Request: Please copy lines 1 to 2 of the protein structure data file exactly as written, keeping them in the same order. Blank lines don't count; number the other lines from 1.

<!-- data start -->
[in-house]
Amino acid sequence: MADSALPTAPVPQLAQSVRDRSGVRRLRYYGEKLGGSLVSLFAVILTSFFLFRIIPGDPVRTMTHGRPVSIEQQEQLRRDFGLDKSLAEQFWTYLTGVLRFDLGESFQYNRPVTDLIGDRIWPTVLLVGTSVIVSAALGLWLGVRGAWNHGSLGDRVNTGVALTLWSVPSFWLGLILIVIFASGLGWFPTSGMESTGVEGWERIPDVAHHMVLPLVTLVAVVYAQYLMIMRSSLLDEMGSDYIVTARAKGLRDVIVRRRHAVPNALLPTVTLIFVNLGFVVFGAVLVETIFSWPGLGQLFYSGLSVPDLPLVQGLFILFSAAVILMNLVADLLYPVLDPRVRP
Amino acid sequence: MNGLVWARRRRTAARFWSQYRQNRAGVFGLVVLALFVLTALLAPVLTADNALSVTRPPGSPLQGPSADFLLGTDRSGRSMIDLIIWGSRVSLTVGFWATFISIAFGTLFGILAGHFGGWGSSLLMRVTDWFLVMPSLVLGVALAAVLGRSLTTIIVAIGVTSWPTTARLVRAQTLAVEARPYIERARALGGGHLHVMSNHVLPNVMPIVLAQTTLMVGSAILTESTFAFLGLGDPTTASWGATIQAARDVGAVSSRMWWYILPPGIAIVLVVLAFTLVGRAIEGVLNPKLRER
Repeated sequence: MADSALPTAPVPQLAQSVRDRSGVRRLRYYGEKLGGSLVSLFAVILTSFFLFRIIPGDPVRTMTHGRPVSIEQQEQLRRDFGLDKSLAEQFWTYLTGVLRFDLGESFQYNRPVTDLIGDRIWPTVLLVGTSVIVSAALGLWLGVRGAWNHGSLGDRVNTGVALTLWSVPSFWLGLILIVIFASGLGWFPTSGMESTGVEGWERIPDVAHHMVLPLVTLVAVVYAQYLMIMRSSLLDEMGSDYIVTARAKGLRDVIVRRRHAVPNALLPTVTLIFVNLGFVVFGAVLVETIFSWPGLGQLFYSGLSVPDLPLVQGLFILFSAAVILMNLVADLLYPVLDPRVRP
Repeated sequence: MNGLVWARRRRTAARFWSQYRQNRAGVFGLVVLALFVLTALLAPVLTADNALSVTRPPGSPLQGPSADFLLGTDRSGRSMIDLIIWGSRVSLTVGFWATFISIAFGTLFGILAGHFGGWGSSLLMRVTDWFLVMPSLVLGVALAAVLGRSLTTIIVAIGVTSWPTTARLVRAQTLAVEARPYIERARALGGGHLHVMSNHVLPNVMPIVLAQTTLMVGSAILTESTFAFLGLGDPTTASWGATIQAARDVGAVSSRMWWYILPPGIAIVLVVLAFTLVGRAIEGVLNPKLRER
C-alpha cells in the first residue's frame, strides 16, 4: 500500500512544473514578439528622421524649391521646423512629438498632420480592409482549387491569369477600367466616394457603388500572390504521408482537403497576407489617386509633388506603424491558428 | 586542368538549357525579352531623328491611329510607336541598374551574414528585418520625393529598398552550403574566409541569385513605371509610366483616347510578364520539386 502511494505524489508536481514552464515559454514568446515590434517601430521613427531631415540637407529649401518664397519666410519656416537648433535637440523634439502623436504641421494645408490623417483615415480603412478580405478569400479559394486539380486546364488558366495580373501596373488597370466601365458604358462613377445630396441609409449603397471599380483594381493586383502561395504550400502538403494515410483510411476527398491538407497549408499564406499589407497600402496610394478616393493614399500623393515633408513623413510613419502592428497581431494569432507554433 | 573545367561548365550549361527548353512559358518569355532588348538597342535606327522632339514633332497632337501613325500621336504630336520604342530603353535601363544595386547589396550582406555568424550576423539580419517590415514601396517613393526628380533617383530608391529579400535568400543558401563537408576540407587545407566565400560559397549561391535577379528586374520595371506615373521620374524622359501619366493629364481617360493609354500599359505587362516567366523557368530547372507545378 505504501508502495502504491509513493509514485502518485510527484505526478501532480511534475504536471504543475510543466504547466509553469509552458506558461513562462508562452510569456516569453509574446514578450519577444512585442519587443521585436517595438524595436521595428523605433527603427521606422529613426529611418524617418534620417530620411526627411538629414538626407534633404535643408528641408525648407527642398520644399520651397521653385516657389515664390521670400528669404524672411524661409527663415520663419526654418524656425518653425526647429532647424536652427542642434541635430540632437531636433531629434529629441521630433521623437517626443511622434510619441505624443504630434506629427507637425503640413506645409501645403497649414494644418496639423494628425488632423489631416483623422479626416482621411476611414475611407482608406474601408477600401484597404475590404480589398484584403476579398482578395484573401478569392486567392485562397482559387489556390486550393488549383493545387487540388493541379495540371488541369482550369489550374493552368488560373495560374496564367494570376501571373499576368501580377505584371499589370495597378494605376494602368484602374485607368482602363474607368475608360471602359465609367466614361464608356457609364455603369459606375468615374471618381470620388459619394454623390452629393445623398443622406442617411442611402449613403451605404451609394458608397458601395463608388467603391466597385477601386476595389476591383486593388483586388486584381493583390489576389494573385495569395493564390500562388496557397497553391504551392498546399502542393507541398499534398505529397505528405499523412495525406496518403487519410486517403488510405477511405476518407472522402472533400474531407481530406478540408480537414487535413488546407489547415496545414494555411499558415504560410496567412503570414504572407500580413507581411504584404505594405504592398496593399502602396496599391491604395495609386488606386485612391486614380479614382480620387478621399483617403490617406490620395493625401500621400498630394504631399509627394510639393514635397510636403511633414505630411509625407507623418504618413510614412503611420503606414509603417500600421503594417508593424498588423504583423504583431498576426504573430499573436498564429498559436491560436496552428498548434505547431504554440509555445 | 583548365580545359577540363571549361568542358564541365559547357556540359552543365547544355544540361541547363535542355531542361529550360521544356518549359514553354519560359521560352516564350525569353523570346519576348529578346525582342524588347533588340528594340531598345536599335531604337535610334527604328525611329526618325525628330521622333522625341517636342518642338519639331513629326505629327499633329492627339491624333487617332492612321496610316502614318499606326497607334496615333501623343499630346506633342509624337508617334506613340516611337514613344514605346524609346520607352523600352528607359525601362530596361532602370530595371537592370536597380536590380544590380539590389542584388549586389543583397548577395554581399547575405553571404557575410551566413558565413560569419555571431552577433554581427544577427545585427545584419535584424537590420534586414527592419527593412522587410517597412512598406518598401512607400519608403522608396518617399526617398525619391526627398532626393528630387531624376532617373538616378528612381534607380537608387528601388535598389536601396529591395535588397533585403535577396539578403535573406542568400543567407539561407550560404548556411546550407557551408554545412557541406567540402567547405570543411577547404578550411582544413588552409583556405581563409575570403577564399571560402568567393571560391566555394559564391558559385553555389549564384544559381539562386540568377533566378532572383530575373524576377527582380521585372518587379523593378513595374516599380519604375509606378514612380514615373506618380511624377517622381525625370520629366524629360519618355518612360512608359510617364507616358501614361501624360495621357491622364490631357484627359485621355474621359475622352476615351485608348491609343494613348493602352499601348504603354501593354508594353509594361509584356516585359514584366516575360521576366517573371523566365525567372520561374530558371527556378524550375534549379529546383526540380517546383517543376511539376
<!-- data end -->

[in-house]
Amino acid sequence: MADSALPTAPVPQLAQSVRDRSGVRRLRYYGEKLGGSLVSLFAVILTSFFLFRIIPGDPVRTMTHGRPVSIEQQEQLRRDFGLDKSLAEQFWTYLTGVLRFDLGESFQYNRPVTDLIGDRIWPTVLLVGTSVIVSAALGLWLGVRGAWNHGSLGDRVNTGVALTLWSVPSFWLGLILIVIFASGLGWFPTSGMESTGVEGWERIPDVAHHMVLPLVTLVAVVYAQYLMIMRSSLLDEMGSDYIVTARAKGLRDVIVRRRHAVPNALLPTVTLIFVNLGFVVFGAVLVETIFSWPGLGQLFYSGLSVPDLPLVQGLFILFSAAVILMNLVADLLYPVLDPRVRP